Sneak Preview: A Tribute to Jack Hardy (out 3/11)
The late Jack Hardy, an influential folk singer-songwriter and founder of the Fast Folk record label and magazine, was a firm believer in the power of song as a form of communication. For him, folk music was more about the lyrics and the melody than the singer. “As a songwriter,” he said, “I’m only as good as my latest song.”
In honor of the fifth anniversary of his death, Smithsonian Folkways presents A Tribute to Jack Hardy (out 3/11) featuring 26 previously unreleased recordings of Hardy’s songs by an illustrious group of performers, all of whom cited Hardy as a key influence and a personal friend. The album will be available in on-demand double CD and digital downloads via folkways.si.edu as well as all major digital outlets.
Performers include album producers Mark Dann and David Massengill, joined by contemporary folk standouts Nanci Griffith, Suzanne Vega, Jonathan Byrd, Red Molly, Lucy Kaplansky, and Brian Rose. Jack Hardy himself, known as a welcoming host for weekly songwriting workshops, is also included via two unreleased tracks recorded shortly before he died.
For the album, Dann and Massengill compiled more than 100 pages of liner notes that include Hardy’s “Songwriter’s Manifesto,” complete lyrics, photos, and personal tributes, anecdotes, and essays from the participating singer-songwriters.
More about Jack Hardy:
Picking up the guitar as a teenager in the 1960s in Colorado, Hardy’s early repertoire consisted of The Everly Brothers, The Kingston Trio, Bob Dylan, and The Beatles. But much of his writing style can be attributed to his love for literature. The poetry of William Butler Yeats especially influenced Hardy’s songwriting style, which is characterized by vivid imagery and literary techniques.
After moving to Greenwich Village, New York City, to pursue a career as a singer-songwriter, Hardy created the Songwriters Exchange, where musicians shared a new song weekly. The group, and resulting concert series, attracted established performers, such as Griffith, Vega, John Gorka, and Shawn Colvin, as well as aspiring amateurs. Known both for the constructive songwriting advice and the enormous bowls of pasta he would serve up, Hardy became a sounding board, mentor, and friend for a generation of NYC folksingers. In 1982, Hardy, with the help of Dave Van Ronk and others, founded Fast Folk, a record label and music magazine that featured hundreds of singer-songwriters on 98 albums released during a 15-year run (now part of the Smithsonian Folkways collection).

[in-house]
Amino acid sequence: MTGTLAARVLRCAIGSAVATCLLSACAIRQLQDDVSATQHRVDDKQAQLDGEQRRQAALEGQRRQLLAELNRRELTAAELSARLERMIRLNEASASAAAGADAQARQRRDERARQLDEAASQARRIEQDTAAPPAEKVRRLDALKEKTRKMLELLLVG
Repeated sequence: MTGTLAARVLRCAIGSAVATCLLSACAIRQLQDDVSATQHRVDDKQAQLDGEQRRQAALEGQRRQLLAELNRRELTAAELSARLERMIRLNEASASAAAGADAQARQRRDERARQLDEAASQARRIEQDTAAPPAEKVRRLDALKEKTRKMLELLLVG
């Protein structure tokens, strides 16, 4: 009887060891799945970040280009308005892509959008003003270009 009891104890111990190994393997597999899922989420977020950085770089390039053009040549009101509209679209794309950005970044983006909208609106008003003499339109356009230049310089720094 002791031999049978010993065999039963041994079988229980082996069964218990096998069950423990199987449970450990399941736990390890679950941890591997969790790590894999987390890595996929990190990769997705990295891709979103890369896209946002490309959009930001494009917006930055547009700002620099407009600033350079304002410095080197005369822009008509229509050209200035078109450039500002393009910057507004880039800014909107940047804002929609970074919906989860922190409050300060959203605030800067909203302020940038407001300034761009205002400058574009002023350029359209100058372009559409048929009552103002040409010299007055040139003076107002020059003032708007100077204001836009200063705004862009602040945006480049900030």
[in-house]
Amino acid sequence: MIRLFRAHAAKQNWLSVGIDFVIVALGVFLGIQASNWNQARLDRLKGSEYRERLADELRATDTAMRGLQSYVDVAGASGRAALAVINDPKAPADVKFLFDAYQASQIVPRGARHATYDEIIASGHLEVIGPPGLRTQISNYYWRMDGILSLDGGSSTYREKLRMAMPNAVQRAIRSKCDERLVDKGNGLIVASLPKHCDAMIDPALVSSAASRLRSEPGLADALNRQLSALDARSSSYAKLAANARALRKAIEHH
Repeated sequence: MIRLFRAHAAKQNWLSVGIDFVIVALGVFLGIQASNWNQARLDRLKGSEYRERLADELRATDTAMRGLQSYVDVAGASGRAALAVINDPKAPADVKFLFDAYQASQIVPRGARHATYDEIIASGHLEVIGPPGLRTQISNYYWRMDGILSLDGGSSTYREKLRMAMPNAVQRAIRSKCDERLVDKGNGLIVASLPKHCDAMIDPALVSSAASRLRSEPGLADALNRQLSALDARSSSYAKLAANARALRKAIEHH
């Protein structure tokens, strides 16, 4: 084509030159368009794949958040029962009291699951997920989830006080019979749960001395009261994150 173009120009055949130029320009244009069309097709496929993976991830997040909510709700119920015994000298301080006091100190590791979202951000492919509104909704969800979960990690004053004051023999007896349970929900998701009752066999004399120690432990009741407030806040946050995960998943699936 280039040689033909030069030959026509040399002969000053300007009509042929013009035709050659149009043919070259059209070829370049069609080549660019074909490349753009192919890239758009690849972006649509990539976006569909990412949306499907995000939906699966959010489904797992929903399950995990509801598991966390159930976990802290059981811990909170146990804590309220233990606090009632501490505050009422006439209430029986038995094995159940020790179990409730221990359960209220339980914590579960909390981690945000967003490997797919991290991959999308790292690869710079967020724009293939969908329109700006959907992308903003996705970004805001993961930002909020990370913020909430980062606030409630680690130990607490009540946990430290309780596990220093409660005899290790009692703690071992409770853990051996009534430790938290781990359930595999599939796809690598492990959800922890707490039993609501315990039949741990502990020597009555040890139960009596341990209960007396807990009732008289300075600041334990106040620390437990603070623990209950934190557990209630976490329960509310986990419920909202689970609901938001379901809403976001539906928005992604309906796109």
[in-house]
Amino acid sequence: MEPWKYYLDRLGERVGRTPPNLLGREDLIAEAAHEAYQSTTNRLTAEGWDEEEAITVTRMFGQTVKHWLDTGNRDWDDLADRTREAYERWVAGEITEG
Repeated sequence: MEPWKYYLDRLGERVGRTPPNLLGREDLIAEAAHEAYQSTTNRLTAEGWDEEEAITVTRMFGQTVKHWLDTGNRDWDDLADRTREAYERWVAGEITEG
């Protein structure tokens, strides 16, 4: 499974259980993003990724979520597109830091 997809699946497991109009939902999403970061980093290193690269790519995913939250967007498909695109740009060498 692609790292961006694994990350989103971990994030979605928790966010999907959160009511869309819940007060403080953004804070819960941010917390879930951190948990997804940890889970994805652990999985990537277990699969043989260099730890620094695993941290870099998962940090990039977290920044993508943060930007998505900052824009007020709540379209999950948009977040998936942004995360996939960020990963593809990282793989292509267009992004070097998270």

While he never reached the commercial success that some of his weekly guests achieved, Hardy was a prolific songwriter and released 21 albums in nearly 30 years before he died of lung cancer in 2011 at age 63.
“Everything about writing is a process. It is a process that one must immerse oneself in to be good,” said Hardy. “We have to stop getting hung up on the song itself, as an end in itself, and pursue the process.”
In the liner notes, the performers repeatedly cite his valuable perspective on songwriting and give generous thanks for his passion, bravery, stubbornness, determination, and encouragement.
In addition to this tribute, the 36-track compilation Fast Folk: A Community of Singers and Songwriters is available from Smithsonian Folkways and includes songs by John Gorka, Suzanne Vega, Dave Van Ronk, and many more.
A Tribute to Jack Hardy track list:
101 Tree of Rhyme
102 Saint Clare
103 Little Dove
104 Sojourner Truth (Ain't I a Woman?)
106 You Only Leave Your Heart Once
108 The Last of the O’Neills
109 Rye Grass
110 Houston Street
111 Potter’s Field
113 Gossamer Thread
203 Dublin Farewell
Anthony da Costa
204 The Tailor
205 Down Where the Rabbits Run
206 I Ought to Know
207 Porto Limon
208 White Shoes
Andrew Rose Gregory
209 Go Tell the Savior
210 The Inner Man
211 Before You Sing (Instrumental Version)
212 Fare Thee Well